Many horses that suffer from diarrhoea, particularly young horses in the spring time, do so because of small redworm infection
It is the larval stages of the small redworm (cyathostomins) that cause problems. During the grazing season horses can accumulate tens of thousands of larvae within their gut walls. These larvae go into a state of arrested development or “hibernation.” At a later time, often in the spring, the larvae will re-activate or wake up from hibernation and erupt out of the gut wall.
If tens of thousands of larvae all do this at the same time it causes massive damage to the gut wall leading to diarrhoea, weight loss and sometimes death. This is a particularly difficult condition for veterinary surgeons because:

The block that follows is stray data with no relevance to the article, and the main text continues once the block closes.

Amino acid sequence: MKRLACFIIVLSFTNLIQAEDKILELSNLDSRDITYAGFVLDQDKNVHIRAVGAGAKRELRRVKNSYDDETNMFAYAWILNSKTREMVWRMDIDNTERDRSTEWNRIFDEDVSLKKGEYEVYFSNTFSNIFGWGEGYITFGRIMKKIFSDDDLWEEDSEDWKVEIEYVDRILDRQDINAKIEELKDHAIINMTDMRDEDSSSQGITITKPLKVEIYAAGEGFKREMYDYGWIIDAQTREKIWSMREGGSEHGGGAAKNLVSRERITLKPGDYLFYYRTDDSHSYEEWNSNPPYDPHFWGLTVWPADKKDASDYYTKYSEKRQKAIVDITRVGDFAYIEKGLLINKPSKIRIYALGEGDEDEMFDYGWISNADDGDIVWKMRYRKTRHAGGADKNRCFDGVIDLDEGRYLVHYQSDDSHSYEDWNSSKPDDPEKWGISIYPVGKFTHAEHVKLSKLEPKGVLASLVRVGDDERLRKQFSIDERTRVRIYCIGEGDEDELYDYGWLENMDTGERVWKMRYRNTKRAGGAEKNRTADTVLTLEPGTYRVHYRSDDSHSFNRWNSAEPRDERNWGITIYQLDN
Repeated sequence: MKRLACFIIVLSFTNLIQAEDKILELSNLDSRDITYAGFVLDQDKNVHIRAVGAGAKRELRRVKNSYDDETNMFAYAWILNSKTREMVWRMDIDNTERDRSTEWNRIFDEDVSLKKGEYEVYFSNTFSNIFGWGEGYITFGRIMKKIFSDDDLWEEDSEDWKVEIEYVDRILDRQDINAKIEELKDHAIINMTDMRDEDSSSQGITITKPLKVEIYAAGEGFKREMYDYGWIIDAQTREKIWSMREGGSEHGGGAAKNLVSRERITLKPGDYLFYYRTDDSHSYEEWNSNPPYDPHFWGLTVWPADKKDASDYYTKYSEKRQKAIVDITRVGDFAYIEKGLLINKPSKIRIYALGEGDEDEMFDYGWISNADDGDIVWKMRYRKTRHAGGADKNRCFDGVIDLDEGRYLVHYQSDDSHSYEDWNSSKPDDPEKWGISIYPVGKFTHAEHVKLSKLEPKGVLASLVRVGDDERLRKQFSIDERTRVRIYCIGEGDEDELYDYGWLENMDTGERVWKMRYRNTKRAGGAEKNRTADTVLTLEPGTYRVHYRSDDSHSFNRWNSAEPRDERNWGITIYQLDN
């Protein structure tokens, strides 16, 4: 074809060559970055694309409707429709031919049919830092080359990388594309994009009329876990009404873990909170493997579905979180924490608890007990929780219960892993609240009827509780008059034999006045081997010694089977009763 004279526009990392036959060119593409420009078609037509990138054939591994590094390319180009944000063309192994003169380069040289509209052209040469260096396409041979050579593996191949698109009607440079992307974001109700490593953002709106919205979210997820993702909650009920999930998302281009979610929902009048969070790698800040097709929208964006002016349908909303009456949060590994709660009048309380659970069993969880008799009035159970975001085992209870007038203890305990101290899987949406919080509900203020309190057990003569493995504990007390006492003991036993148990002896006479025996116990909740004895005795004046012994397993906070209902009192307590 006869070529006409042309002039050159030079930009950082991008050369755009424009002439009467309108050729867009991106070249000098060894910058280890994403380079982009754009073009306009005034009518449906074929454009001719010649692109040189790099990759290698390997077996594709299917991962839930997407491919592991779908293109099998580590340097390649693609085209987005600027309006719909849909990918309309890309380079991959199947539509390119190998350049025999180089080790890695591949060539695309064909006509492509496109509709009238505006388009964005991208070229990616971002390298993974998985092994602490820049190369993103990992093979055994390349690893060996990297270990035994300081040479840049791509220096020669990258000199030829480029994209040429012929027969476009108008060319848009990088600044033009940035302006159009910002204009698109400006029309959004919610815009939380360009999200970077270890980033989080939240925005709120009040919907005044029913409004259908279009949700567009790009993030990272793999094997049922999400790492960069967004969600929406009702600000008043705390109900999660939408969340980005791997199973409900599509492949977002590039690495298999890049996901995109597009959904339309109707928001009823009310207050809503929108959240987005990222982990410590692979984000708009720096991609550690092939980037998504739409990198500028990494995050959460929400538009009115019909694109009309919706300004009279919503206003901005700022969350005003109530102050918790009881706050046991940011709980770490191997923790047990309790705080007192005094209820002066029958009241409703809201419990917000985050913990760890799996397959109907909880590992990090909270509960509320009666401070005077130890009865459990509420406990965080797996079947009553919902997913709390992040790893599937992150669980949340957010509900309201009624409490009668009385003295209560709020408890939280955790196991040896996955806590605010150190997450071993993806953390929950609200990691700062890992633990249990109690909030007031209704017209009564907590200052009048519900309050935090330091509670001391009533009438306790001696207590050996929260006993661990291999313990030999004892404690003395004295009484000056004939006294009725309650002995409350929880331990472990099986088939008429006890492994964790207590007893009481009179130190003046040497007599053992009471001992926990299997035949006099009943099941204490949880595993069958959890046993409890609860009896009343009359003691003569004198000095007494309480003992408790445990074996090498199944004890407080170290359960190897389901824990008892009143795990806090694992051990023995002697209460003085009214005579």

It is difficult to diagnose
The drugs available are not very effective at treating it
It is difficult to detect the build up of larvae in the gut wall
A significant proportion of horses with this condition will die in spite of intensive veterinary treatment
Some horses with heavy small redworm burdens will suffer from weight loss, poor condition and failure to grow without developing diarrhoea.
These problems can arise without the larvae erupting from the gut wall. The exact pathological mechanism by which this occurs is poorly understood at present.